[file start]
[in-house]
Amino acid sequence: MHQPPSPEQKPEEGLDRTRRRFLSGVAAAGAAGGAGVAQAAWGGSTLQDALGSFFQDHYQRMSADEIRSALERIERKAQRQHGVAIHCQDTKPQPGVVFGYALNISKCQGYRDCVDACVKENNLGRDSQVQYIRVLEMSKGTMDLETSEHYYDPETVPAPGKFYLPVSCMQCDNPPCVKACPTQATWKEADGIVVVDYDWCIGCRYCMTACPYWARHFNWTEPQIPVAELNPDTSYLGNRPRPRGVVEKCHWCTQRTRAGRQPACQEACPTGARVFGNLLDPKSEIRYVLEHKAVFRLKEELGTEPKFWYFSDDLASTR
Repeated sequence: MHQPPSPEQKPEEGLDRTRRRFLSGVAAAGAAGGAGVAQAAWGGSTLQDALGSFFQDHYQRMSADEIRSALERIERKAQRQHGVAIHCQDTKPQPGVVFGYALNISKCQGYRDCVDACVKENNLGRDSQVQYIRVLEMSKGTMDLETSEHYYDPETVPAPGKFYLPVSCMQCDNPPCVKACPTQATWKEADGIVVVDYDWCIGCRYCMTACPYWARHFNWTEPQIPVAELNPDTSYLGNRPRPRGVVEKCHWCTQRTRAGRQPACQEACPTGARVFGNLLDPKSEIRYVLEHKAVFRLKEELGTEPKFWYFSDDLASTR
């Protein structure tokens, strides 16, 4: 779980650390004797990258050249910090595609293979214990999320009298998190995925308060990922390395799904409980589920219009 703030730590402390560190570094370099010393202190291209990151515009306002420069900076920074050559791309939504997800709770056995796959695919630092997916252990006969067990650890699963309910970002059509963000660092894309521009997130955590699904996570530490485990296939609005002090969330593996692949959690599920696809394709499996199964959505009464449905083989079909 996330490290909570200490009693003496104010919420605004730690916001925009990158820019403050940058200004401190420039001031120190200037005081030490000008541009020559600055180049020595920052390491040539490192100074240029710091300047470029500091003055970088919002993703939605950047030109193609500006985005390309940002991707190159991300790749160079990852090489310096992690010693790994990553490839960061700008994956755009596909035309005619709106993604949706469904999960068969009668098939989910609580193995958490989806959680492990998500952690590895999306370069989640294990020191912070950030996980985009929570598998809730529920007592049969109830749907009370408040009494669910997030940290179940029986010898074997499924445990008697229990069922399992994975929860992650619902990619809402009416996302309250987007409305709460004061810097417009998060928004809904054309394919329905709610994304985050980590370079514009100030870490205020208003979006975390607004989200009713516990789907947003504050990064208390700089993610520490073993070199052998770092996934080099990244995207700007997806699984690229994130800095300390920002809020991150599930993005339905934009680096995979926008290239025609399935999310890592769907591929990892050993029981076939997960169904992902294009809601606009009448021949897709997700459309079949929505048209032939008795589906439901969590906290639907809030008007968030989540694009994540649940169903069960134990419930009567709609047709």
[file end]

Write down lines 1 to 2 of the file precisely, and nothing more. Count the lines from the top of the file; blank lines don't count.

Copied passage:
[in-house]
Amino acid sequence: MHQPPSPEQKPEEGLDRTRRRFLSGVAAAGAAGGAGVAQAAWGGSTLQDALGSFFQDHYQRMSADEIRSALERIERKAQRQHGVAIHCQDTKPQPGVVFGYALNISKCQGYRDCVDACVKENNLGRDSQVQYIRVLEMSKGTMDLETSEHYYDPETVPAPGKFYLPVSCMQCDNPPCVKACPTQATWKEADGIVVVDYDWCIGCRYCMTACPYWARHFNWTEPQIPVAELNPDTSYLGNRPRPRGVVEKCHWCTQRTRAGRQPACQEACPTGARVFGNLLDPKSEIRYVLEHKAVFRLKEELGTEPKFWYFSDDLASTR